Epic President Dumps On Used Games, Piracy


Epic Games President Michael Capps says the reason you’re not seeing Gears of War 2 on the PC is – get ready for a shocker – piracy and the used game market.

In an interview with GamesIndustry, Capps said the used game market is a “huge issue” in the U.S., which has resulted in the growing trend toward activation codes and installation limits. “We don’t make any money when someone rents it, and we don’t make any money when someone buys it used,” he said. “Way more than twice as many people played Gears than bought it.”

He’s reluctant to blame gamers for the popularity of the second-hard market, although he does point out that Epic has a “rule” against its employees buying used games. He also comes very close to equating used game sales with piracy, saying, “If people are playing games without buying them, then the games aren’t going to keep coming.”

“I think a little bit of it is education so people realize that the reason there’s no PC market right now is piracy,” Capps said. “I mean, Crytek just put out some numbers saying the ratio was 20:1 on Crysis, for pirated to non-pirated use. So guess what? That’s why there’s no Gears of War 2 on PC, because there’s no market, because copying killed it – and that’s gruesome to a company like ours that’s been in the PC market for so long.”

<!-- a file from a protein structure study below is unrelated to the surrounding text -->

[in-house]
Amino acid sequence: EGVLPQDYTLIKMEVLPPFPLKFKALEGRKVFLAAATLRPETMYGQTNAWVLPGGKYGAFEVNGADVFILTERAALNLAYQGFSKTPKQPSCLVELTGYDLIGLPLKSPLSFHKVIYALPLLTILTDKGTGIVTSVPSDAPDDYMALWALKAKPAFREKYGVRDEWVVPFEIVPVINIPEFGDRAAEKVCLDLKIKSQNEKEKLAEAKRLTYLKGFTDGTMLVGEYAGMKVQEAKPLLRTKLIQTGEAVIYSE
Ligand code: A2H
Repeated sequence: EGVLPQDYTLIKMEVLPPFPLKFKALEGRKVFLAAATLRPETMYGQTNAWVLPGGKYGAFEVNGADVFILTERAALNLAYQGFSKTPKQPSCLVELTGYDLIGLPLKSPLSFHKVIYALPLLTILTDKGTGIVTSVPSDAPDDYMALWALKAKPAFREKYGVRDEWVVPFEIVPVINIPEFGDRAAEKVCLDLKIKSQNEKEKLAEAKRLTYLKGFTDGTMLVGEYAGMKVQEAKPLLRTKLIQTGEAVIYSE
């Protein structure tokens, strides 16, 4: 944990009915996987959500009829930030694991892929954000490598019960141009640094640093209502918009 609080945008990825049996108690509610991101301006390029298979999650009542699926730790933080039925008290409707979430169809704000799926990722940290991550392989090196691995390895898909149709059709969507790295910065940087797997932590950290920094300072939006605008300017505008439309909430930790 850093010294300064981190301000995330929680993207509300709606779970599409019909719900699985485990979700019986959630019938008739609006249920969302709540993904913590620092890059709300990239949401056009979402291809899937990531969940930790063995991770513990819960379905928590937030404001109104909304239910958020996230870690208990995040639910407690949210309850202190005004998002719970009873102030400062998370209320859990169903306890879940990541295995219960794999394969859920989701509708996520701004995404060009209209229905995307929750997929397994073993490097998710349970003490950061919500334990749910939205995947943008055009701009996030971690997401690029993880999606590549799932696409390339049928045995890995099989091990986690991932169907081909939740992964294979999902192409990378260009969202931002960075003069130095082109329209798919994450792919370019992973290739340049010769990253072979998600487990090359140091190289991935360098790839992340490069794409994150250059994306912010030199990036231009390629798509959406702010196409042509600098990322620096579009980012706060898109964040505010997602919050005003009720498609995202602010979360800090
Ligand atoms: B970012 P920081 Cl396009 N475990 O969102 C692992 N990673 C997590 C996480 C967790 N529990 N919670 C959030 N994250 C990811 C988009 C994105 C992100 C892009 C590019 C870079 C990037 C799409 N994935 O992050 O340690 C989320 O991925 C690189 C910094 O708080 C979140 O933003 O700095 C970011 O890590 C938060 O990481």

Perhaps his most interesting statement refers to legitimate used game sales, which he readily admits is the most profitable part of the videogame retailing business. “Our primary retailer [GameStop, perhaps?] makes the majority of its money off of secondary sales,” he said, “And so you’re starting to see games taking proactive steps toward that by… if you buy the retail version you get the unlock code.”

Why would Capps support actions that are essentially designed to punish his “primary retailer?” Digital distribution is growing by leaps and bounds but it’s still far from ready to assume dominance over regular retail sales, yet Capps doesn’t sound too worried about cutting his main distribution point off at the knees. Profit margins on new games and gaming hardware are incredibly tight, and unless that changes no game retailer is going to survive without rentals and used game sales. Why does this seem so hard to understand?

About the author